Auction 80 Part 2 Art from the Collection of Rami Cohen
Jun 29, 2021
8 Ramban St, Jerusalem., Israel

The auction has ended

LOT 355:

Uri Lifschitz (1936-2011) – Three Etchings

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Sold for: $150
Start price:
$ 150
Auction house commission: 25%
VAT: 17% On commission only

Uri Lifschitz (1936-2011) – Three Etchings

Uri Lifschitz (1936-2011), three etchings.
1. Triptych: Wrestler, Motorcyclist, and Angel, [1976].
Etching; oil-based ink. Signed in pencil. Numbered 3/20.
Etching 98X49 cm. Good-fair condition. Stains. Creases and tears to edges.
2. Figure and Horse.
Etching. Signed in pencil. Numbered 5/40.
Etching 39X29.5 cm. Good condition. Stains to edges.
3. From the "Last Supper" series.
Etching. Signed in pencil. Numbered 4/35.
Etching 24X22 cm. Good condition. Stains to edges. Matted.
Provenance: The Rami Cohen Collection.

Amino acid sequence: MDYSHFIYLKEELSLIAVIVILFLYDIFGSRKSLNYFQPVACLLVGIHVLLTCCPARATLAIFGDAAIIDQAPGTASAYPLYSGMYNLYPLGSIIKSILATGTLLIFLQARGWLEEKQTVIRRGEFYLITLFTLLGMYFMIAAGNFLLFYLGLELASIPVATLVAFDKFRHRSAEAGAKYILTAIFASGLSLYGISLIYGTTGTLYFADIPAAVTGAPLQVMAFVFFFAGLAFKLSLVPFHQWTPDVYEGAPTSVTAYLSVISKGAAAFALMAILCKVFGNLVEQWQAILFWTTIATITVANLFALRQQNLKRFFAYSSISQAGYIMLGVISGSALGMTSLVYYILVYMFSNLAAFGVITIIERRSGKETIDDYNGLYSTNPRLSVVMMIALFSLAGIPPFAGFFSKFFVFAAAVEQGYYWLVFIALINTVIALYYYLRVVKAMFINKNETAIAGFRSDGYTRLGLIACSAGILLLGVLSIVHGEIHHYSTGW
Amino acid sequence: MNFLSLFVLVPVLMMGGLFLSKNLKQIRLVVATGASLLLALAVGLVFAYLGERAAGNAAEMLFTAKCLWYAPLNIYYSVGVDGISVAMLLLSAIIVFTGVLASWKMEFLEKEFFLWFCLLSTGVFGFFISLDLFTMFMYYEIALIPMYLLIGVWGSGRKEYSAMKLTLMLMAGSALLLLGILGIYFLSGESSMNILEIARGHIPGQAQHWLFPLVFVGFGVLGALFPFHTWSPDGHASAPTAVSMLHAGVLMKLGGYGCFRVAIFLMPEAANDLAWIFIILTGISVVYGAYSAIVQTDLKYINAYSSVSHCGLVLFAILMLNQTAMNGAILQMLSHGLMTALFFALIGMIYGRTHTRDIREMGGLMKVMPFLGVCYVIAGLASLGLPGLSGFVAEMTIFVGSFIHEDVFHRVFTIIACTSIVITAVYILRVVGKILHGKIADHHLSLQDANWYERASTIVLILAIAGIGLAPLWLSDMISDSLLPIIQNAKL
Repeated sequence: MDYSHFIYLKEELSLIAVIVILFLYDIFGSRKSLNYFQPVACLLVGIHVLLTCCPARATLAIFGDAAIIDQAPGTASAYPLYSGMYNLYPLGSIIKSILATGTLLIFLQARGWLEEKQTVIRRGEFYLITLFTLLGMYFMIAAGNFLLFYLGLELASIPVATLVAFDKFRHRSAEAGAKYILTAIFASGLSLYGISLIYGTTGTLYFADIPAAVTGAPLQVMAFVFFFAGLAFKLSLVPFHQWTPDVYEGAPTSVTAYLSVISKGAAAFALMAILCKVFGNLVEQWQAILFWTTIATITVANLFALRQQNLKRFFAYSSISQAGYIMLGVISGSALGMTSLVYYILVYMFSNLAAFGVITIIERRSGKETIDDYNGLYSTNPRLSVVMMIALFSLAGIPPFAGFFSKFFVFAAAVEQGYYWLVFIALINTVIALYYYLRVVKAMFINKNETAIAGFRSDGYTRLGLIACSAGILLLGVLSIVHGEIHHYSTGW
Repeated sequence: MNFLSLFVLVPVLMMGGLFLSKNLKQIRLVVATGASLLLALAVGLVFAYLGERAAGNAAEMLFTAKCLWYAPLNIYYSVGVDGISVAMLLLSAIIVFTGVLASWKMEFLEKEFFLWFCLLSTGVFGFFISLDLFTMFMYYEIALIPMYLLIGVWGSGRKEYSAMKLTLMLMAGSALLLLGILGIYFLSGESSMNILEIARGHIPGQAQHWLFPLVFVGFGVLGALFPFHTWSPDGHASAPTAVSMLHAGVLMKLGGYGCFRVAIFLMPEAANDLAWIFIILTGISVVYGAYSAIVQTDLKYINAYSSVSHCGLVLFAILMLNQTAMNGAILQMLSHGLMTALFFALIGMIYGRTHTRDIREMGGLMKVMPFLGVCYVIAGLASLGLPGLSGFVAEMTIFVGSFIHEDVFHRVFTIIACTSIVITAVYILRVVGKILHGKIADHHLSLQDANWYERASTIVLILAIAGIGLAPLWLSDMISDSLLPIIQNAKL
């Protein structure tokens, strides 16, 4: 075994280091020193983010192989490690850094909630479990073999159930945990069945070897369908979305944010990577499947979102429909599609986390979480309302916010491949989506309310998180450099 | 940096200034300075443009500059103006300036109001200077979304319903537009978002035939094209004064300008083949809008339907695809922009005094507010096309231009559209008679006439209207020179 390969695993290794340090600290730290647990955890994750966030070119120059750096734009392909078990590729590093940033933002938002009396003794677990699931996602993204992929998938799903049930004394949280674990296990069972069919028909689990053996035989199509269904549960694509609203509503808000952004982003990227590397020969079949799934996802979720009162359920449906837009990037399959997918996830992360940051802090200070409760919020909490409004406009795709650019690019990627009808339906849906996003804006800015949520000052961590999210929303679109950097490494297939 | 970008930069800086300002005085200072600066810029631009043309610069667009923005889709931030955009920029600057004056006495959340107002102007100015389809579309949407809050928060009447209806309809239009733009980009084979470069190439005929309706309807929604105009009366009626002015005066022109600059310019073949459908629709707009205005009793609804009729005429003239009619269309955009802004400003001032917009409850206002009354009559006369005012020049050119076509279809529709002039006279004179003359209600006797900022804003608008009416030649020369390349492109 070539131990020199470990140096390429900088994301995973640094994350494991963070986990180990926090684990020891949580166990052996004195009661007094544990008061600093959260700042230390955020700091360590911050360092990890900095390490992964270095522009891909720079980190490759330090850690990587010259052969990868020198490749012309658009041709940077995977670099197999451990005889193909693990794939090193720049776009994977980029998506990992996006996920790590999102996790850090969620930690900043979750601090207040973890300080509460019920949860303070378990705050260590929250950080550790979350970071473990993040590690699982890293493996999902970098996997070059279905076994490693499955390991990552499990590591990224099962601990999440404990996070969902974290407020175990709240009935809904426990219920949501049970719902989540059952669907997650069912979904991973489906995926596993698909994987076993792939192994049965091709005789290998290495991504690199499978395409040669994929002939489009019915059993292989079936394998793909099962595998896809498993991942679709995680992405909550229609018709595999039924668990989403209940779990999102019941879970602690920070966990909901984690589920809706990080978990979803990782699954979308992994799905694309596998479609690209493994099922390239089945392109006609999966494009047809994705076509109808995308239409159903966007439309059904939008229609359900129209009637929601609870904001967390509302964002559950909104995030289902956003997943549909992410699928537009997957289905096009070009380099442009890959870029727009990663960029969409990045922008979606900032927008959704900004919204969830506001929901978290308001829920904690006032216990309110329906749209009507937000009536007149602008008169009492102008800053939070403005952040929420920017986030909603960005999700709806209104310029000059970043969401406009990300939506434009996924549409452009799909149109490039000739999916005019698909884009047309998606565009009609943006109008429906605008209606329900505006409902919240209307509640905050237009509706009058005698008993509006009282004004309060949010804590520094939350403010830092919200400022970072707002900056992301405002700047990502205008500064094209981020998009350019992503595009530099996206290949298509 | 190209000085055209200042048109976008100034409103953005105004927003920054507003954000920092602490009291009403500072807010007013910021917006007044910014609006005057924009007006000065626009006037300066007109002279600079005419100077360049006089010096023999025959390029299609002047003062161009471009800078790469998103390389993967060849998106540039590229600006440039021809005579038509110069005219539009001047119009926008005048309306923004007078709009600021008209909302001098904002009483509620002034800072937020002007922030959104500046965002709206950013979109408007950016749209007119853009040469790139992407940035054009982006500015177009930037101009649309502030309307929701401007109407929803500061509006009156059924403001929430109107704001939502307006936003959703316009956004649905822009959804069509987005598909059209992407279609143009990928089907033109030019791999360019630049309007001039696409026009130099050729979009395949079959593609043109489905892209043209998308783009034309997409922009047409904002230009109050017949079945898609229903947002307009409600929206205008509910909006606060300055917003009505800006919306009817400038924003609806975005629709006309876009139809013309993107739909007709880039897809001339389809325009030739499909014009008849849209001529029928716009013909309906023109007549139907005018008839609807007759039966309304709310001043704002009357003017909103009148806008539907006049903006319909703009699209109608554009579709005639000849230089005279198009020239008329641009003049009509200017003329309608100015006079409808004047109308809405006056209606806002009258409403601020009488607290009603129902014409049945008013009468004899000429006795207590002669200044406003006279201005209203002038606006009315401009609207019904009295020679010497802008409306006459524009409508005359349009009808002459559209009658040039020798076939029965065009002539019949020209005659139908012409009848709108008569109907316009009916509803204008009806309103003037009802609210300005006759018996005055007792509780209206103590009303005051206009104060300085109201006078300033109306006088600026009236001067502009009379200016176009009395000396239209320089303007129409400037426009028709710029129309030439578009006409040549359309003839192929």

Art collector Rami Cohen (1941-2018), native of Poland, immigrated to Israel with his family in 1948. Educated in Moshav Nahalal, he began painting already in his youth. Served as a soldier in the Israel Defense Forces' standing army, and was decorated for the act of evacuating wounded soldiers under fire. Cohen was injured his right hand in the course of his army service, the injury leaving him disabled and unable to pursue his dream of becoming an artist. Nevertheless, he never lost his love for art, and the adversity he experienced simply led him to change direction from artist to art collector, and to devote much of his strength and wealth toward assembling his collection, leading him to become a passionately involved participant and a dominant influence in a number of different artistic circles. He organized and curated various art exhibitions, including, for example, "Nation Builds Land: Israeli History as Mirrored through Art" (1988) at the Herzliya Museum of Contemporary Art. His collection includes portraits by Yehezkel Streichman and Menashe Kadishman who personally presented them to him as gifts, as a token of their friendship. He similarly established close friendships with many other artists. Ensuring that Israeli art command the respect it deserved was high among his lifelong list of priorities, as was the challenge of enabling artists to thrive and prosper; to that end, he lent his personal assistance to artists seeking to advance their professional careers. He took a special interest in artists such as Michail Grobman, Shmuel Ackerman, and others arriving in Israel from the former Soviet Union, and helped bring them into the public spotlight. Initiated and edited the online database entitled "Omanut Israel" (or "Art 23,") which included articles and media reviews in addition to a great deal of professional material relating to the Israeli art scene, being utilized by professional and government bodies. His collection is multi-faceted and richly diverse, consisting of artworks by both Israeli and non-Israeli artists, representing a broad spectrum of artistic styles, schools, and trends – a collection that reflects significant and fascinating developments in the field of Israeli art over a period of several decades, all from the point of view of a true lover of art.

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